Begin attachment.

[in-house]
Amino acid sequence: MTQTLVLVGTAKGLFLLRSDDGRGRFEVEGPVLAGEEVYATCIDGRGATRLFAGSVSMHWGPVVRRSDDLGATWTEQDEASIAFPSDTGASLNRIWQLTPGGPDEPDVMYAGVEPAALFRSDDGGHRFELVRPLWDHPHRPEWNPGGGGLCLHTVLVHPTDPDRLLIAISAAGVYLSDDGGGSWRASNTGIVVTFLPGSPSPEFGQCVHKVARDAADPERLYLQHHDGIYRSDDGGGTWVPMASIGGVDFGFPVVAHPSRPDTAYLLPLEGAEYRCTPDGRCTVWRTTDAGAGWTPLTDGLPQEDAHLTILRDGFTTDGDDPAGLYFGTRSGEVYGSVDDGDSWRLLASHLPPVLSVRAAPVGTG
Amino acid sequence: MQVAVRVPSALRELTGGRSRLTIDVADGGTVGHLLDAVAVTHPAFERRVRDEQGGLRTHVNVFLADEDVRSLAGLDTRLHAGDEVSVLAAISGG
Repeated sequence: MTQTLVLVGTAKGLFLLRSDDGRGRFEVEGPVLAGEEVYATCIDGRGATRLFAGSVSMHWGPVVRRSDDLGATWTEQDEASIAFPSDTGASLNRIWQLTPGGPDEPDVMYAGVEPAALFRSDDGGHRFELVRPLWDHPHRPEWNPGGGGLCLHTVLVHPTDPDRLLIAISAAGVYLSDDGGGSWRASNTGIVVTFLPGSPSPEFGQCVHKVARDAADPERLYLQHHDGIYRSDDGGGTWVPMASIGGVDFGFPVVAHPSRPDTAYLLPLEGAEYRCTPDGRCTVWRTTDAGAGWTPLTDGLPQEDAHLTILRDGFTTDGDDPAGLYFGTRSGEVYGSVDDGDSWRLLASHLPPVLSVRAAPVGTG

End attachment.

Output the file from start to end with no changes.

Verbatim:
[in-house]
Amino acid sequence: MTQTLVLVGTAKGLFLLRSDDGRGRFEVEGPVLAGEEVYATCIDGRGATRLFAGSVSMHWGPVVRRSDDLGATWTEQDEASIAFPSDTGASLNRIWQLTPGGPDEPDVMYAGVEPAALFRSDDGGHRFELVRPLWDHPHRPEWNPGGGGLCLHTVLVHPTDPDRLLIAISAAGVYLSDDGGGSWRASNTGIVVTFLPGSPSPEFGQCVHKVARDAADPERLYLQHHDGIYRSDDGGGTWVPMASIGGVDFGFPVVAHPSRPDTAYLLPLEGAEYRCTPDGRCTVWRTTDAGAGWTPLTDGLPQEDAHLTILRDGFTTDGDDPAGLYFGTRSGEVYGSVDDGDSWRLLASHLPPVLSVRAAPVGTG
Amino acid sequence: MQVAVRVPSALRELTGGRSRLTIDVADGGTVGHLLDAVAVTHPAFERRVRDEQGGLRTHVNVFLADEDVRSLAGLDTRLHAGDEVSVLAAISGG
Repeated sequence: MTQTLVLVGTAKGLFLLRSDDGRGRFEVEGPVLAGEEVYATCIDGRGATRLFAGSVSMHWGPVVRRSDDLGATWTEQDEASIAFPSDTGASLNRIWQLTPGGPDEPDVMYAGVEPAALFRSDDGGHRFELVRPLWDHPHRPEWNPGGGGLCLHTVLVHPTDPDRLLIAISAAGVYLSDDGGGSWRASNTGIVVTFLPGSPSPEFGQCVHKVARDAADPERLYLQHHDGIYRSDDGGGTWVPMASIGGVDFGFPVVAHPSRPDTAYLLPLEGAEYRCTPDGRCTVWRTTDAGAGWTPLTDGLPQEDAHLTILRDGFTTDGDDPAGLYFGTRSGEVYGSVDDGDSWRLLASHLPPVLSVRAAPVGTG